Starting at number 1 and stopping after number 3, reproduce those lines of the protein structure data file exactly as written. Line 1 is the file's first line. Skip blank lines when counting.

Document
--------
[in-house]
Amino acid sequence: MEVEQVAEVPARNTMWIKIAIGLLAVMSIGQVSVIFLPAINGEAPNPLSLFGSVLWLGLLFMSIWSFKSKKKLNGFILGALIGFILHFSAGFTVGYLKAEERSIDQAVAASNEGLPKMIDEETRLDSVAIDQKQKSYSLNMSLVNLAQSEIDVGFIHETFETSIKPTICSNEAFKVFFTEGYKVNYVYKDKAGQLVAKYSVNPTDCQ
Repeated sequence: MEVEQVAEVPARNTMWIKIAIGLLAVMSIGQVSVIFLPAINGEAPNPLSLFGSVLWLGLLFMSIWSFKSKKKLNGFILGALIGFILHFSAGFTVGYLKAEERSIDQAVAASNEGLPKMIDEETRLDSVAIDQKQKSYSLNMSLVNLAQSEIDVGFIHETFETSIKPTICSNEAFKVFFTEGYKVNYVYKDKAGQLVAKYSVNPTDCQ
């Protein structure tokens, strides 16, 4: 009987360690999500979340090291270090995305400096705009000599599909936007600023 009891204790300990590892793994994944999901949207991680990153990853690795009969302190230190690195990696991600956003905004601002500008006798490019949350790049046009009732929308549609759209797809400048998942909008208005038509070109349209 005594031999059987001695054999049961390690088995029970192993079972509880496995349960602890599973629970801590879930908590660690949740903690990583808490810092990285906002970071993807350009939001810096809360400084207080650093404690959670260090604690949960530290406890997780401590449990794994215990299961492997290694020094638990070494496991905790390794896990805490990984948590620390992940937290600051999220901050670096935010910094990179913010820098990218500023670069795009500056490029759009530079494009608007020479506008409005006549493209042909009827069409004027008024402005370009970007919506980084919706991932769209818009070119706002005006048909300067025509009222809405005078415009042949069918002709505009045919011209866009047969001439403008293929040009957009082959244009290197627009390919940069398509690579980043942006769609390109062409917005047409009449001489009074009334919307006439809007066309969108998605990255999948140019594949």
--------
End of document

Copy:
[in-house]
Amino acid sequence: MEVEQVAEVPARNTMWIKIAIGLLAVMSIGQVSVIFLPAINGEAPNPLSLFGSVLWLGLLFMSIWSFKSKKKLNGFILGALIGFILHFSAGFTVGYLKAEERSIDQAVAASNEGLPKMIDEETRLDSVAIDQKQKSYSLNMSLVNLAQSEIDVGFIHETFETSIKPTICSNEAFKVFFTEGYKVNYVYKDKAGQLVAKYSVNPTDCQ
Repeated sequence: MEVEQVAEVPARNTMWIKIAIGLLAVMSIGQVSVIFLPAINGEAPNPLSLFGSVLWLGLLFMSIWSFKSKKKLNGFILGALIGFILHFSAGFTVGYLKAEERSIDQAVAASNEGLPKMIDEETRLDSVAIDQKQKSYSLNMSLVNLAQSEIDVGFIHETFETSIKPTICSNEAFKVFFTEGYKVNYVYKDKAGQLVAKYSVNPTDCQ